Fight Perfectionism and Conquer Delegating

How to Fight Perfectionism and Conquer Delegating

Are you finally ready to fight perfectionism and conquer delegating?  Congratulations and welcome to Perfectionists Anonymous! This is the place to go when you know you struggle with this often debilitating DIS-EASE that prevents you from accomplishing your goals.

Are you feeling surprised to find out you are a perfectionist? Maybe you believed you just had high standards. The truth is, those standards cross over into perfectionism when work is taking far longer than it should. Other projects and tasks aren’t getting completed because of the standards you are setting up.

Unfortunately, and somewhat ironically, your perfectionism is likely holding you back from your true potential.

"Great things in business are never done by one person; they're done by a team of people." – Steve Jobs

As a solopreneur, you can only afford to be a perfectionist to a point before it becomes a barrier to your growth.

When you are starting out in business, you can handle your client load while still having time to market and sell. Then you start to notice marketing and sales drop off as you have more clients to work with. As this happens, new prospects dwindle and existing client opportunities dry up.

You now have to start marketing and selling again in order to refill your pipeline.

This is the wave effect. When you are only one person, you have a finite amount of time. If you don’t choose to fight your perfectionism and conquer delegating, you will be trapped in this wave of business never truly getting ahead.

The easy thing to do would be to tell you to suck it up and let go of your perfectionism. That’s a lot like telling a drug addict to stop using drugs. It’s just not that simple.

What tools can we arm you with to help you fight perfectionism?

Making the Most of Your Mindset

The first step to fight perfectionism will always be in your thinking. While we can’t change your thoughts overnight, we can arm you with some strategies that may help you think a little different about your “high standards”.

Evaluate Your Priorities

Take a look at the following phrases and evaluate what is most important to you.

  • Having full control over every aspect of your business or growing your business to greater heights?
  • Producing an absolutely perfect image or having time for friends and family?
  • Spending hours on a project or task or taking time for your own mental and physical health?

Perfectionism often leads to depression. It creates an environment where the perfectionist can’t sleep, is in a constant state of anxiety and never has time to relax.

Take some time to evaluate if this is what you truly want in your life. While it may not be enough, it can be the start of letting go.

Strive for Excellence, Not Perfection

I used to say, go for “good enough” and then I realized that was never going to be “good enough” for a perfectionist.

There’s a saying that’s been going around for some time. No one knows who first wrote it but there are some truly shining thought shifts that may help you fight perfectionism. I’ve highlighted my favorites.

Perfection is being right.  Excellence is being willing to be wrong.

Perfection is fear.   Excellence is taking a risk.

Perfection is anger and frustration.   Excellence is powerful.

Perfection is control.   Excellence is spontaneous.

Perfection is judgment.  Excellence is accepting.

Perfection is taking.   Excellence is giving.

Perfection is doubt.  Excellence is confidence.

Perfection is pressure.  Excellence is natural.

Perfection is the destination.  Excellence is the journey.

-author unknown

Stop Comparing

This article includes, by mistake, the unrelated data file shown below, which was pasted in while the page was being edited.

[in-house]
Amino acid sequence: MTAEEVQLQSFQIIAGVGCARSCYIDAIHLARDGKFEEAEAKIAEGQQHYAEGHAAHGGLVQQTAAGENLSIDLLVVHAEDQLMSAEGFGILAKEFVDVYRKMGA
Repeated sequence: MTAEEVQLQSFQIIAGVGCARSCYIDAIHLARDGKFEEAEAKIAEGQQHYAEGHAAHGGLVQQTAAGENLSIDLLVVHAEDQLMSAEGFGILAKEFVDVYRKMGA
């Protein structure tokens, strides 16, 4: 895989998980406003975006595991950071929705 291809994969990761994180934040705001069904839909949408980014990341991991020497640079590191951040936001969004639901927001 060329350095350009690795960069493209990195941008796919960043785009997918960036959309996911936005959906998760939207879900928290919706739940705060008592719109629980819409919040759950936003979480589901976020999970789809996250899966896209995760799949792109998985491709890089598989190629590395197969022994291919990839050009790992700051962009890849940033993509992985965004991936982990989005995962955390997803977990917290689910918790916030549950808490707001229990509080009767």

One of the things perfectionists are VERY good at is comparing themselves to others. They always manage to find the person that just can’t be beat and use that for their basis of comparison.

  • If that guy can create webinar funnels with 15 emails in a sequence, then I can too.
  • When that chick kicks out well planned, articulate and comprehensive articles, then I will too.
  • If those entrepreneurs have websites with all the glitz and glamour, then I can too.

What our Polly perfectionist often chooses to ignore is the fact that these individuals are not doing it alone. They have large teams and larger budgets. It’s not a fair comparison.

The business world is not like the academic world was. You can’t look at a list of exam scores and see that you did better than anyone else.

Remember, shifting your mindset is no easy task. It won’t happen like flipping a light switch. It takes time. What then, are some things you can do to help fight your perfectionism in the meantime?

Set Realistic Goals

There’s a lot of talk these days of setting a BHAG “Big Hairy Audacious Goal”. For perfectionists, that’s like a dose of their drug of choice! Perfectionists need to scale back and set realistic goals instead. If goals are too ambitious, they’ll never be achieved by a perfectionist.

Let's say your goal is to have a 10 page highly detailed website completed within 2 months. Maybe a more realistic goal is to have a 5 page moderately detailed website launched. You can always schedule some time to improve the results and add to the original after your official launch.

Set Deadlines

Set a drop-dead deadline for when the work will be done. Without deadlines, perfectionists will come up with endless changes and revisions. This is where setting deadlines comes in handy. If you know you need to launch a webinar series, start promoting its release date now. It becomes a lot more challenging to back out when someone else is waiting on you.

Pro Tip: Having an assistant can also help with deadlines. Your assistant can help keep you on track and accountable.

Focus on the Good

Perfectionists spend a lot of time thinking about what’s wrong with their work. Spend more time focused on what is good about your work. And don’t say “NOTHING!”

Get some help in this area by getting someone else to review your stuff. They can go through it with a fresh, non-perfectionist, set of eyes. They can help you truly evaluate what is excellent (there’s that word again) and what needs improvement.

Conquering Delegation